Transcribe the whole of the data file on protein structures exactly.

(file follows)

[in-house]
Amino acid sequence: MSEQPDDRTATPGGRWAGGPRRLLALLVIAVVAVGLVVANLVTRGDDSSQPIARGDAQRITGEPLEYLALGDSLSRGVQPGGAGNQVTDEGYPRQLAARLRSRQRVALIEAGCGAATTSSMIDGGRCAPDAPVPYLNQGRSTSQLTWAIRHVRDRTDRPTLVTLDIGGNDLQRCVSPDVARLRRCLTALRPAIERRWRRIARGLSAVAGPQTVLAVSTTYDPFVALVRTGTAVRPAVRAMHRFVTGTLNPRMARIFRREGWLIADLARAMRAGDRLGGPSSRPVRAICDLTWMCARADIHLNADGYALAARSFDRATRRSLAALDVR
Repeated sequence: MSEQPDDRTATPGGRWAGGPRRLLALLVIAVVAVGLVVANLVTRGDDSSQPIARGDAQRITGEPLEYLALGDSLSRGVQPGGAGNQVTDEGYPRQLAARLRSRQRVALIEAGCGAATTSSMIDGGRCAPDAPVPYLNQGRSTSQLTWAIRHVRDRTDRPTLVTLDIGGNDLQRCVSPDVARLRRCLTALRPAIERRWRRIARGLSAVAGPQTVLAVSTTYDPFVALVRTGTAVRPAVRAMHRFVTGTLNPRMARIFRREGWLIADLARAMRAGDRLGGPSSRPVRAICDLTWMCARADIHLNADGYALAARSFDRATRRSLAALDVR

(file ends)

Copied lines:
[in-house]
Amino acid sequence: MSEQPDDRTATPGGRWAGGPRRLLALLVIAVVAVGLVVANLVTRGDDSSQPIARGDAQRITGEPLEYLALGDSLSRGVQPGGAGNQVTDEGYPRQLAARLRSRQRVALIEAGCGAATTSSMIDGGRCAPDAPVPYLNQGRSTSQLTWAIRHVRDRTDRPTLVTLDIGGNDLQRCVSPDVARLRRCLTALRPAIERRWRRIARGLSAVAGPQTVLAVSTTYDPFVALVRTGTAVRPAVRAMHRFVTGTLNPRMARIFRREGWLIADLARAMRAGDRLGGPSSRPVRAICDLTWMCARADIHLNADGYALAARSFDRATRRSLAALDVR
Repeated sequence: MSEQPDDRTATPGGRWAGGPRRLLALLVIAVVAVGLVVANLVTRGDDSSQPIARGDAQRITGEPLEYLALGDSLSRGVQPGGAGNQVTDEGYPRQLAARLRSRQRVALIEAGCGAATTSSMIDGGRCAPDAPVPYLNQGRSTSQLTWAIRHVRDRTDRPTLVTLDIGGNDLQRCVSPDVARLRRCLTALRPAIERRWRRIARGLSAVAGPQTVLAVSTTYDPFVALVRTGTAVRPAVRAMHRFVTGTLNPRMARIFRREGWLIADLARAMRAGDRLGGPSSRPVRAICDLTWMCARADIHLNADGYALAARSFDRATRRSLAALDVR